ANSTO has contributed to research that indicated agriculture affects the organic carbon storage in subsoil up to one metre and challenged the concept that subsoil is a stable repository of organic carbon.
The results of this research have recently been published in the prestigious journal Global Change Biology.
Lead investigator Eleanor Hobley and co-authors from the University of New England at Armidale, CSIRO Agriculture and ANSTO, reported that land-use change affects subsurface organic carbon over decadal timeframes, leading to large losses of young carbon down the entire soil profile.
The research, which was funded by a Department of Agriculture, Fisheries and Forestry “Filling the Research Gap” grant, involved an investigation of organic carbon concentrations, fractions and isotopic values including radiocarbon in soil profiles from 12 sites in Eastern Australia under different land uses and climatic conditions.
Soil samples under native vegetation, crops and pastureland were used in the study.
Soil organic carbon (SOC), the amount of carbon stored in the soil, is a component of organic matter – plant and animal residues in various stages of decay.
Soil organic carbon is the basis of soil fertility. It releases nutrients for plant growth, promotes the structure, biological and physical health of soil, and acts as a buffer against harmful substances.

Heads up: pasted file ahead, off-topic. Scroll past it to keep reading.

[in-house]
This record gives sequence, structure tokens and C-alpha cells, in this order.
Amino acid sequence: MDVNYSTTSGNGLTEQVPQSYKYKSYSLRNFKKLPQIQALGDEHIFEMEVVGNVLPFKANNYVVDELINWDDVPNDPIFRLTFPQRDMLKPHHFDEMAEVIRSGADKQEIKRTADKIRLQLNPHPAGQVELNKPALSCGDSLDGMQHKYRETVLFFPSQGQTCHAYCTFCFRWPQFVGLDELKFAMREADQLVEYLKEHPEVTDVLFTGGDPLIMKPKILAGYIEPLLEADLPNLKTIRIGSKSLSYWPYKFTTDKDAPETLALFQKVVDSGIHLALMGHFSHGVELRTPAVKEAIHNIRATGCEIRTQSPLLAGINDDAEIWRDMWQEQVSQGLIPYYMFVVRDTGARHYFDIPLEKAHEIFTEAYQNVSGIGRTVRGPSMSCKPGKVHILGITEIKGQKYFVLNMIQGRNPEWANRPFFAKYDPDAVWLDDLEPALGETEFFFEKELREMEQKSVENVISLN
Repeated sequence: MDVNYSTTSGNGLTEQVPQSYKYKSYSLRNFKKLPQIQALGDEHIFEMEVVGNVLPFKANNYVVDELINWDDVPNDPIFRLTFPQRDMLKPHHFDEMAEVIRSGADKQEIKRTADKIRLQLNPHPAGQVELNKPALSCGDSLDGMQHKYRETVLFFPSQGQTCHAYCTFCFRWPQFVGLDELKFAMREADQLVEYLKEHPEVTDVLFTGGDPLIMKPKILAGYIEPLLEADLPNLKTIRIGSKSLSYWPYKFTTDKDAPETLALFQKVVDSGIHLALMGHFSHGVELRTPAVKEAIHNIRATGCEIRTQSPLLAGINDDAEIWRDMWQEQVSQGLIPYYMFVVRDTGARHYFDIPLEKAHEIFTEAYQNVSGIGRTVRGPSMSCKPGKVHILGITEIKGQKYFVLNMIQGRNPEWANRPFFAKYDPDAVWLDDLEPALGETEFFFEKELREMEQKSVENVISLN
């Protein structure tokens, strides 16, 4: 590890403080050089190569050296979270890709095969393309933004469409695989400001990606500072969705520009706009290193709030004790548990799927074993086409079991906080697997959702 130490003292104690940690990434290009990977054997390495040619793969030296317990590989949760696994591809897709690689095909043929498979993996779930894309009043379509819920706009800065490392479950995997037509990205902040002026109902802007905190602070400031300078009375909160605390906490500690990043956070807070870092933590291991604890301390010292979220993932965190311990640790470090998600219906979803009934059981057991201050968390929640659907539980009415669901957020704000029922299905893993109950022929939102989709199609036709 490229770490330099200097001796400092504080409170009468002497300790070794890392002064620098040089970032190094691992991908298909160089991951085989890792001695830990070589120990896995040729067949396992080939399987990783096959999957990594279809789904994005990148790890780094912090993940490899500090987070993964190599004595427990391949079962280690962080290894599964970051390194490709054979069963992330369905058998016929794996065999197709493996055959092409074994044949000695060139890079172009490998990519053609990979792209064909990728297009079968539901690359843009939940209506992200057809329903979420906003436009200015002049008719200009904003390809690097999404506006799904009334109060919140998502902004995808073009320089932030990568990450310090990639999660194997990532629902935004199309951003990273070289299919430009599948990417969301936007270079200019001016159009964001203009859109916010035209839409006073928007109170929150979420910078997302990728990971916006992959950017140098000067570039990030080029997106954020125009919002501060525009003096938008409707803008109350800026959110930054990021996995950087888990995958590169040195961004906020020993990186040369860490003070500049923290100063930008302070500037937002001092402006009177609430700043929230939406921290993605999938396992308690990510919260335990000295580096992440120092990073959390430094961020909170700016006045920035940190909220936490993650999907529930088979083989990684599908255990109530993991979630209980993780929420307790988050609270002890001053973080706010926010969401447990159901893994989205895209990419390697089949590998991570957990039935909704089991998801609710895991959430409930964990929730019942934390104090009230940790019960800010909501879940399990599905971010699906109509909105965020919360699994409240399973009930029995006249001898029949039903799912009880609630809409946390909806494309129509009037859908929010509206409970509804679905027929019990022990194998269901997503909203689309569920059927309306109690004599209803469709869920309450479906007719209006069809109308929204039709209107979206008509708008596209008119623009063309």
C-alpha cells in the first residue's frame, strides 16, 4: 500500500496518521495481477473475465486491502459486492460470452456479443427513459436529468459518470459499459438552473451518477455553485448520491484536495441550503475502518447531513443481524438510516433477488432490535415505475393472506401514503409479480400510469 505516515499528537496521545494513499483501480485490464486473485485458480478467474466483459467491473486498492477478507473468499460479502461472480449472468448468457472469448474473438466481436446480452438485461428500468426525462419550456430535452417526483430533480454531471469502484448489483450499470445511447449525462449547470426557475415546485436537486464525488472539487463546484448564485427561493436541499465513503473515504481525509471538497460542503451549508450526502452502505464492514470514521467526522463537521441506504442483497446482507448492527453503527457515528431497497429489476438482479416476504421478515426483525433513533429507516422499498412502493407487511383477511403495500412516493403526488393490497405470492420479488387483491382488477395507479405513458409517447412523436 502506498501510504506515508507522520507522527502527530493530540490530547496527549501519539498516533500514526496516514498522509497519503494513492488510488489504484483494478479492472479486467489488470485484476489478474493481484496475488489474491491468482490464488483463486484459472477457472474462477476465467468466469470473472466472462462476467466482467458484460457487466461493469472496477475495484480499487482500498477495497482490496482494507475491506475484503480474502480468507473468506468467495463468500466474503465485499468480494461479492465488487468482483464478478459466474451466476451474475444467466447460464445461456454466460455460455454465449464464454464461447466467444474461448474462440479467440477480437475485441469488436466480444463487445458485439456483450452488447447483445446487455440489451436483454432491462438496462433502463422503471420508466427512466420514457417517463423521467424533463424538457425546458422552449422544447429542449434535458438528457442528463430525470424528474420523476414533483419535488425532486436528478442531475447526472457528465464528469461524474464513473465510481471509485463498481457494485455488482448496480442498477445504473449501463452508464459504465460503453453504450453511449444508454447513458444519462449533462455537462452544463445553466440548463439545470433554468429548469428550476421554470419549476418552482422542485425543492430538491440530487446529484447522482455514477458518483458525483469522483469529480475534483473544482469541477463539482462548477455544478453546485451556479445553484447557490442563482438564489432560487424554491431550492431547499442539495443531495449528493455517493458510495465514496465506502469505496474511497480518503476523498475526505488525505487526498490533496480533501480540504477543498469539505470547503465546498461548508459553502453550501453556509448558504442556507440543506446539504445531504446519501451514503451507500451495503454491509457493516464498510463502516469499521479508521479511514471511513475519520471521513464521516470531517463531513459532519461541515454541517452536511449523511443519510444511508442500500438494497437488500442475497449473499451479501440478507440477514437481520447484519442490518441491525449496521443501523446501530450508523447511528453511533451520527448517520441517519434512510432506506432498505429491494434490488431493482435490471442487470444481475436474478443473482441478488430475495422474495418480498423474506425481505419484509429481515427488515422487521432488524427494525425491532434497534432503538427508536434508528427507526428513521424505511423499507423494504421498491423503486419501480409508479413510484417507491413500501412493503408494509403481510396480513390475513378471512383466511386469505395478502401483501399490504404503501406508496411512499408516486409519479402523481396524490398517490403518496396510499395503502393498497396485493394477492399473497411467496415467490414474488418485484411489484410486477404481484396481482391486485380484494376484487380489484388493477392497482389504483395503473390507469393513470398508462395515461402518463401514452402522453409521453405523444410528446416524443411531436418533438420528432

“It was known that when you go down into subsoil, the amount of carbon is reduced. However, it had been believed that the old carbon that was stored there was stable,” said Principal Research Scientist Dr Quan Hua, who undertook the measurements of radiocarbon in the soil samples at ANSTO’s Centre for Accelerator Science.
“What we found challenges this concept,” said Hua.
Both SOC and soil organic radiocarbon (SO14C) were greatest at the surface and declined substantially with increasing depth (yielding greater apparent ages at depth) under native vegetation, crops and grazed pastures.
However, land-use change significantly modified the soil carbon system, which resulted in a substantial decrease not only in concentrations of SOC but also in SO14C content for the whole soil profile under agriculture compared with native vegetation.
The authors noted that a small reduction in the amount of fresh, young carbon inputs to the agricultural soil would result in older ages from decades to several thousands of years in these subsoils compared to those of native sites.
Seasonal rainfall was identified as a possible key driver of radiocarbon content, because it can translocate fresh, young organic carbon from the surface to the subsoil.
Regardless of the mechanism responsible for the reduction of SO14C, the authors stress the driver of change is the lack of a supply of fresh, young carbon to the soil as the biomass produced is harvested from the agricultural system.
Hua uses radiocarbon as a tracer and chronometer of atmospheric and ocean processes.